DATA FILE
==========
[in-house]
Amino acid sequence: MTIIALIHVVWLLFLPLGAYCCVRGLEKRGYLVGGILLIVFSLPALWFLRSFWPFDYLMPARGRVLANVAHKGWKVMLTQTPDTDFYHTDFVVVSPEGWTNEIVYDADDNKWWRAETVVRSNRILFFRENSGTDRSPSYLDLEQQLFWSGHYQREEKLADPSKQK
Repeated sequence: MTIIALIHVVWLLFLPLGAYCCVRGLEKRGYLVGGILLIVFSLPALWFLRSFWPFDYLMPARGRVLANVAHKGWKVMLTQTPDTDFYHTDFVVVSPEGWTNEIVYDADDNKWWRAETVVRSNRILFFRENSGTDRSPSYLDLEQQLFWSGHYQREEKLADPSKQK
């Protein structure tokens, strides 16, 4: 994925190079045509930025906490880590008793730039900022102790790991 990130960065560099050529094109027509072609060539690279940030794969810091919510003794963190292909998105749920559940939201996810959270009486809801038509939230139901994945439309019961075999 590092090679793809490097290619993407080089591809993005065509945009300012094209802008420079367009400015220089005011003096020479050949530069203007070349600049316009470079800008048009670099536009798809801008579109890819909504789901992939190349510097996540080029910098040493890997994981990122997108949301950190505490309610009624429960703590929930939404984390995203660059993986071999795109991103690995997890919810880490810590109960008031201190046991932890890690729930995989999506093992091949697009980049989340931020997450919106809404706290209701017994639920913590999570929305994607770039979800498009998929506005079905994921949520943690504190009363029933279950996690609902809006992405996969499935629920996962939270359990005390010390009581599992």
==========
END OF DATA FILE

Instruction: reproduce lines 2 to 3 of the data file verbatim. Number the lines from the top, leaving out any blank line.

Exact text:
Amino acid sequence: MTIIALIHVVWLLFLPLGAYCCVRGLEKRGYLVGGILLIVFSLPALWFLRSFWPFDYLMPARGRVLANVAHKGWKVMLTQTPDTDFYHTDFVVVSPEGWTNEIVYDADDNKWWRAETVVRSNRILFFRENSGTDRSPSYLDLEQQLFWSGHYQREEKLADPSKQK
Repeated sequence: MTIIALIHVVWLLFLPLGAYCCVRGLEKRGYLVGGILLIVFSLPALWFLRSFWPFDYLMPARGRVLANVAHKGWKVMLTQTPDTDFYHTDFVVVSPEGWTNEIVYDADDNKWWRAETVVRSNRILFFRENSGTDRSPSYLDLEQQLFWSGHYQREEKLADPSKQK